Somehow over the years, the (meandering) Grey’s Anatomy has become today’s epitome of a medical drama series. That’s why K-drama Life arrives like a breath of fresh air. It is, thankfully, nothing like that romance-fuelled American series even though it is set in a hospital.
For one, there is only a hint of romance here. Secondly, the plot of Life does not really revolve around doctors treating patients; rather the focus falls on how the doctors in a general hospital are involved in the management of this large institution, and having to deal with greedy corporations and (the often clueless, yet corrupt) government officers.
Not that Life paints the doctors as saints either; more than a few of them are materialistic, with a healthy dose of God Complex.
What is interesting about Life, too, is that it shows there’s always two sides to a story. For example, Episode One is told from the doctors’ point of view, whereas Episode Two recounts almost the same events but from the management’s point of view.
Hence audiences are privy to both arguments and we keep changing our allegiances as there is no clear cut depiction of who’s the hero and villain.
At the centre of the story is Sangkook University Hospital, a teaching hospital in Seoul, where medical students graduate to be respected doctors in their respective fields.
It has also recently been bought over by a corporation that’s intent on turning the hospital into a profitable business.
Life kicks off with the death of the hospital’s director under suspicious circumstance, and the appointment of savvy businessman Koo Seung-hyo (Stranger’s Cho Seung-woo) as the new CEO.
Seung-hyo’s first order of the day is to close down three departments in the hospital that are bleeding money, with no profit in sight, and transferring the doctors from those departments to rural areas in South Korea.
One of the departments he plans to shut down is the emergency room, where Dr Ye Jin-woo (Goblin’s Lee Dong-wook) works at.
In the course of the 16 episodes, these two don’t really come face to face often, but each launches moves on a metaphorical chessboard that cause trouble for the other.
While Jin-woo’s background is intricately delved into, details of Seung-hyo’s life is few and far between. With the latter, the viewer has to keep guessing. Just when we think he is an arrogant jerk, we are forced to change our minds after watching his interactions with a paediatric doctor (Won Jin-a, who always manages to brighten up a scene with her presence).
But both of these men are equally compelling (not to mention appealing), as they drive Life’s storyline.
They are, however, not the only interesting characters in the series.
There is a subplot about nurses who complain of being overworked and under appreciated. A more poignant tale revolves around a medic whose job is to convince relatives of comatose patients to donate their loved ones’ organs to people who could use them. Phew, that is a tough task.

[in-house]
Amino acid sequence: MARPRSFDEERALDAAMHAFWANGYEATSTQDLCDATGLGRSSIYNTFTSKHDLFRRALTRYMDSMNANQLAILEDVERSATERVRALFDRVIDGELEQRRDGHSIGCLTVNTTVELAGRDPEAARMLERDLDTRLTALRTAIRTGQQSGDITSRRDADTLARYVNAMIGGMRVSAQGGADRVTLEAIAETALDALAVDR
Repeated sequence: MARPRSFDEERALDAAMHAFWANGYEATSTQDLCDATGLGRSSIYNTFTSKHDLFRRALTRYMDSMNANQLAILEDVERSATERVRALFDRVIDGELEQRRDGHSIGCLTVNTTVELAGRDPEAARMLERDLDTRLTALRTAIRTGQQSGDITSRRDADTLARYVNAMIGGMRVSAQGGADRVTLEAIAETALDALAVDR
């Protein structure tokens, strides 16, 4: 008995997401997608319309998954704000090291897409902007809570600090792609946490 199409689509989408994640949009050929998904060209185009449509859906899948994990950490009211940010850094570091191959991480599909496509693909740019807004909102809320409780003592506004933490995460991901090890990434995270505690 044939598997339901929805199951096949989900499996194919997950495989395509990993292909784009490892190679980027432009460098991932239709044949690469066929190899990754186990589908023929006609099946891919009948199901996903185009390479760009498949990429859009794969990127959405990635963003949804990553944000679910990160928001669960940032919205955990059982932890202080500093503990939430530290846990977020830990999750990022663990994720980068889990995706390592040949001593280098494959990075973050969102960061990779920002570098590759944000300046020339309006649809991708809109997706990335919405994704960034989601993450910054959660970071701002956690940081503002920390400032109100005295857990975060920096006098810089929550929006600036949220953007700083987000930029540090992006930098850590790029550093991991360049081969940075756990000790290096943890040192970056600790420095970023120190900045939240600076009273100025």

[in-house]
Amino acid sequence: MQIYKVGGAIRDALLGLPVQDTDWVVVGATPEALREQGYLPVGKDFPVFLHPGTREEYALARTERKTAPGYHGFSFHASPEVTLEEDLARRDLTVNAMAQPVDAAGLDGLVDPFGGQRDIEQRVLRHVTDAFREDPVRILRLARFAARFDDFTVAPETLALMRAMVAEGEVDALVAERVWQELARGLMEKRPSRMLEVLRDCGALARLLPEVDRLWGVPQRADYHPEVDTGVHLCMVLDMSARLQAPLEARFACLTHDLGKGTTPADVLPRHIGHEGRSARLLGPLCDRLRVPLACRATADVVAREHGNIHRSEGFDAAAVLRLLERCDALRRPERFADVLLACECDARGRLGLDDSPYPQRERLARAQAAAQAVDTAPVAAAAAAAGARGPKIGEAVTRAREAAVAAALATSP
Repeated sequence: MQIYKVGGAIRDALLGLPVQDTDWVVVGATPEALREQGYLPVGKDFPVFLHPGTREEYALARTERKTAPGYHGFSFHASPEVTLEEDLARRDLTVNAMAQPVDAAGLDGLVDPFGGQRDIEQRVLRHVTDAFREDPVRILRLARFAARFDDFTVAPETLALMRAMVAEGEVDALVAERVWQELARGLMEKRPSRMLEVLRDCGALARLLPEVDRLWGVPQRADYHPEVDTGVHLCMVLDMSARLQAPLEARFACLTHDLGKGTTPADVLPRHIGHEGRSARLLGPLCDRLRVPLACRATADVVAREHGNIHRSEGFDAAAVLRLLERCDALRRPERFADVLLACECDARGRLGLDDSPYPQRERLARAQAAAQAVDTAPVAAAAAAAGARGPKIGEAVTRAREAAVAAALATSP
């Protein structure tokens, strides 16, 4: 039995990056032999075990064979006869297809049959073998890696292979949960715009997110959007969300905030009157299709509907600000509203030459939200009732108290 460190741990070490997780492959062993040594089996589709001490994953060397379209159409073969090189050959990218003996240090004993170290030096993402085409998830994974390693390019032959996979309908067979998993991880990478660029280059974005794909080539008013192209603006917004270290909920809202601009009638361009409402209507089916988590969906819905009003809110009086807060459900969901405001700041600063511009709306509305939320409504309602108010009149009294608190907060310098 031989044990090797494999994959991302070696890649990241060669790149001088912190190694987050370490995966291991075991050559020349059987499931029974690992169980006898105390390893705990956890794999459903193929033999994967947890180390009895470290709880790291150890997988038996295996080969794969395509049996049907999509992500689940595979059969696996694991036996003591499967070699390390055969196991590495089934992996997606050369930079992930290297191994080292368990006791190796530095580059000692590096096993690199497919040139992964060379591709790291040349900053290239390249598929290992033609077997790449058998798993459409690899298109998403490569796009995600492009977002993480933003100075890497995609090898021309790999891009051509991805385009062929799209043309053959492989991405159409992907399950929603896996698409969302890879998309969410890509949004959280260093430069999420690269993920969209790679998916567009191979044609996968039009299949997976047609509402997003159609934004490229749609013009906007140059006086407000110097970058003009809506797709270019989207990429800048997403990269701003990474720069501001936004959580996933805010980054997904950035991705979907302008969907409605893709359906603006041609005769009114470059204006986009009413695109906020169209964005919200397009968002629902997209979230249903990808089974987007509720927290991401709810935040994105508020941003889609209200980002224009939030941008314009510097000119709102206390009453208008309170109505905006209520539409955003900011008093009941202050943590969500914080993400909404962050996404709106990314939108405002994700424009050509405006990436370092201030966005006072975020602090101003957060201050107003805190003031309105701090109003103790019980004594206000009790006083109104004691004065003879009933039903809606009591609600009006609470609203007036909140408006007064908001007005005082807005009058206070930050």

There is also a murder investigation in the midst of this power tussle at the hospital to further complicate matters. (Really, you wonder how these doctors have time to see patients with all the drama and intrigue around them.)
Life is created by writer Lee Soo-yeon who came up with the whip-smart 2017 series Stranger (available on Netflix), which explores corrupt prosecutors and police officers. With Life, she touches on a number of debates swirling around the healthcare system. After all, medical care is ultimately a lucrative business with many pharmaceuticals out to suck a patient’s finances dry.
For instance, those banners placed strategically at hospitals and clinics advertising different health products – somebody is making money from that. Or when a pharmaceutical company has monopoly at the hospital, patients have no choice but to buy only that brand.
Not to mention health insurance and its close relationship with hospitals. In one episode, Life highlights how patients’ details garnered from their visit to the hospital equates to big bucks when sold to insurance companies.
Of course, we’ve all met doctors who are only too eager for us to go under the knife – is it so they can earn money first from surgery, then physiotherapy and who knows what else?
All these and more issues are explored in Life. The series argues that good healthcare should be available for all and not only the wealthy. Nonetheless the poor could be sidelined if a hospital becomes fully corporatised.
In short, Life is a well-acted, well-developed and well-told drama that maintains its pace throughout.
All 16 episodes of Life are available on Netflix.